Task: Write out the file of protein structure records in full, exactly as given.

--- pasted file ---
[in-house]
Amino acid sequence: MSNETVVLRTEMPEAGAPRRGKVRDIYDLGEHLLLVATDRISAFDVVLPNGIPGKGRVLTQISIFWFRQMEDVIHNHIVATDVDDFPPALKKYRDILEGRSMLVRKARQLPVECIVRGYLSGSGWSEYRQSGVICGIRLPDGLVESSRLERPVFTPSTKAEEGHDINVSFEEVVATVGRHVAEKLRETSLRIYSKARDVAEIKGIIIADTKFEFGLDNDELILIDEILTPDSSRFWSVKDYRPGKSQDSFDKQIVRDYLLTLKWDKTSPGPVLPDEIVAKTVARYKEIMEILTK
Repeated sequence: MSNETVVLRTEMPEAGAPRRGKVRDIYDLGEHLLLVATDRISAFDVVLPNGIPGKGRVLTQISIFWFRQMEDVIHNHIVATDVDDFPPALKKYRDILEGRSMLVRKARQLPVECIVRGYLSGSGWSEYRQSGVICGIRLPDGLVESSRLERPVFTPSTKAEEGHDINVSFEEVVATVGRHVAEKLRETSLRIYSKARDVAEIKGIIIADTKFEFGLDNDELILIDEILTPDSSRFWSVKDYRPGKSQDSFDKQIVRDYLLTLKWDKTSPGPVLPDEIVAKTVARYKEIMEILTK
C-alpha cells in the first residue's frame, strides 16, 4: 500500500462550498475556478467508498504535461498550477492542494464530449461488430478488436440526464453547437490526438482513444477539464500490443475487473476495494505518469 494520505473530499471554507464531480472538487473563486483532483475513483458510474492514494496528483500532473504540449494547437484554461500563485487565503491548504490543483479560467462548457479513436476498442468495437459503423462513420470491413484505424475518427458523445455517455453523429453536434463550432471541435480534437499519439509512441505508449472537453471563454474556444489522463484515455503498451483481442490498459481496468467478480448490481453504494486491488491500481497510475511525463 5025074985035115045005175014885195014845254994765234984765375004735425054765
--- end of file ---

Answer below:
[in-house]
Amino acid sequence: MSNETVVLRTEMPEAGAPRRGKVRDIYDLGEHLLLVATDRISAFDVVLPNGIPGKGRVLTQISIFWFRQMEDVIHNHIVATDVDDFPPALKKYRDILEGRSMLVRKARQLPVECIVRGYLSGSGWSEYRQSGVICGIRLPDGLVESSRLERPVFTPSTKAEEGHDINVSFEEVVATVGRHVAEKLRETSLRIYSKARDVAEIKGIIIADTKFEFGLDNDELILIDEILTPDSSRFWSVKDYRPGKSQDSFDKQIVRDYLLTLKWDKTSPGPVLPDEIVAKTVARYKEIMEILTK
Repeated sequence: MSNETVVLRTEMPEAGAPRRGKVRDIYDLGEHLLLVATDRISAFDVVLPNGIPGKGRVLTQISIFWFRQMEDVIHNHIVATDVDDFPPALKKYRDILEGRSMLVRKARQLPVECIVRGYLSGSGWSEYRQSGVICGIRLPDGLVESSRLERPVFTPSTKAEEGHDINVSFEEVVATVGRHVAEKLRETSLRIYSKARDVAEIKGIIIADTKFEFGLDNDELILIDEILTPDSSRFWSVKDYRPGKSQDSFDKQIVRDYLLTLKWDKTSPGPVLPDEIVAKTVARYKEIMEILTK
C-alpha cells in the first residue's frame, strides 16, 4: 500500500462550498475556478467508498504535461498550477492542494464530449461488430478488436440526464453547437490526438482513444477539464500490443475487473476495494505518469 494520505473530499471554507464531480472538487473563486483532483475513483458510474492514494496528483500532473504540449494547437484554461500563485487565503491548504490543483479560467462548457479513436476498442468495437459503423462513420470491413484505424475518427458523445455517455453523429453536434463550432471541435480534437499519439509512441505508449472537453471563454474556444489522463484515455503498451483481442490498459481496468467478480448490481453504494486491488491500481497510475511525463 5025074985035115045005175014885195014845254994765234984765375004735425054765